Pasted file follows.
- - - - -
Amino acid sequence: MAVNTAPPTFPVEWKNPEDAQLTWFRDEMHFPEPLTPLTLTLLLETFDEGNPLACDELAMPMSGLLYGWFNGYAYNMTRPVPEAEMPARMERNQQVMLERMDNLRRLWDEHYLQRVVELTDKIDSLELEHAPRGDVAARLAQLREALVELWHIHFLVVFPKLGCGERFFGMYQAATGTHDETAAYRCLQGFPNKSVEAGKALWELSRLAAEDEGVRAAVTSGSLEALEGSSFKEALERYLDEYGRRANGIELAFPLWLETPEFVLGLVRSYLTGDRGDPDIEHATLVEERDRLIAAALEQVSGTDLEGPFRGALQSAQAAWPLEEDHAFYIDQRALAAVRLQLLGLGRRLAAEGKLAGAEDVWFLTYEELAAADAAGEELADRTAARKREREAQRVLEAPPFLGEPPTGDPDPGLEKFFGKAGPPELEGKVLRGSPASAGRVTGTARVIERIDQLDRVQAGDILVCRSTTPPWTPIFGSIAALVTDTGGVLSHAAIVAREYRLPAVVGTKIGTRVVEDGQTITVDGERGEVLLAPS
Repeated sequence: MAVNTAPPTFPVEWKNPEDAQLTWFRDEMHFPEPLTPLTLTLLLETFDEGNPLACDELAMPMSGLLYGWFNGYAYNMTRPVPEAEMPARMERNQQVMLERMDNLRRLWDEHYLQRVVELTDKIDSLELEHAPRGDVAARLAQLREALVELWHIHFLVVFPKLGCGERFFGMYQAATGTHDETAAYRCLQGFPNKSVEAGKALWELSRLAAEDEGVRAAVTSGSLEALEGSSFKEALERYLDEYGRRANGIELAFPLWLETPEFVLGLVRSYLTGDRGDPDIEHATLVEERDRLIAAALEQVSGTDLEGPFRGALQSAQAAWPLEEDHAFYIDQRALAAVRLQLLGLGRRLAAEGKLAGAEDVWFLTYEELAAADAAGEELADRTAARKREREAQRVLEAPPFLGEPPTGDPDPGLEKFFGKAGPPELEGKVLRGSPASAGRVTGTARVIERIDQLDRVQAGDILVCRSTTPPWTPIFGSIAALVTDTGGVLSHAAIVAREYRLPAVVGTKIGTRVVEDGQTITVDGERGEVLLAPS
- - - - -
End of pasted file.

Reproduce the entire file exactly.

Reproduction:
Amino acid sequence: MAVNTAPPTFPVEWKNPEDAQLTWFRDEMHFPEPLTPLTLTLLLETFDEGNPLACDELAMPMSGLLYGWFNGYAYNMTRPVPEAEMPARMERNQQVMLERMDNLRRLWDEHYLQRVVELTDKIDSLELEHAPRGDVAARLAQLREALVELWHIHFLVVFPKLGCGERFFGMYQAATGTHDETAAYRCLQGFPNKSVEAGKALWELSRLAAEDEGVRAAVTSGSLEALEGSSFKEALERYLDEYGRRANGIELAFPLWLETPEFVLGLVRSYLTGDRGDPDIEHATLVEERDRLIAAALEQVSGTDLEGPFRGALQSAQAAWPLEEDHAFYIDQRALAAVRLQLLGLGRRLAAEGKLAGAEDVWFLTYEELAAADAAGEELADRTAARKREREAQRVLEAPPFLGEPPTGDPDPGLEKFFGKAGPPELEGKVLRGSPASAGRVTGTARVIERIDQLDRVQAGDILVCRSTTPPWTPIFGSIAALVTDTGGVLSHAAIVAREYRLPAVVGTKIGTRVVEDGQTITVDGERGEVLLAPS
Repeated sequence: MAVNTAPPTFPVEWKNPEDAQLTWFRDEMHFPEPLTPLTLTLLLETFDEGNPLACDELAMPMSGLLYGWFNGYAYNMTRPVPEAEMPARMERNQQVMLERMDNLRRLWDEHYLQRVVELTDKIDSLELEHAPRGDVAARLAQLREALVELWHIHFLVVFPKLGCGERFFGMYQAATGTHDETAAYRCLQGFPNKSVEAGKALWELSRLAAEDEGVRAAVTSGSLEALEGSSFKEALERYLDEYGRRANGIELAFPLWLETPEFVLGLVRSYLTGDRGDPDIEHATLVEERDRLIAAALEQVSGTDLEGPFRGALQSAQAAWPLEEDHAFYIDQRALAAVRLQLLGLGRRLAAEGKLAGAEDVWFLTYEELAAADAAGEELADRTAARKREREAQRVLEAPPFLGEPPTGDPDPGLEKFFGKAGPPELEGKVLRGSPASAGRVTGTARVIERIDQLDRVQAGDILVCRSTTPPWTPIFGSIAALVTDTGGVLSHAAIVAREYRLPAVVGTKIGTRVVEDGQTITVDGERGEVLLAPS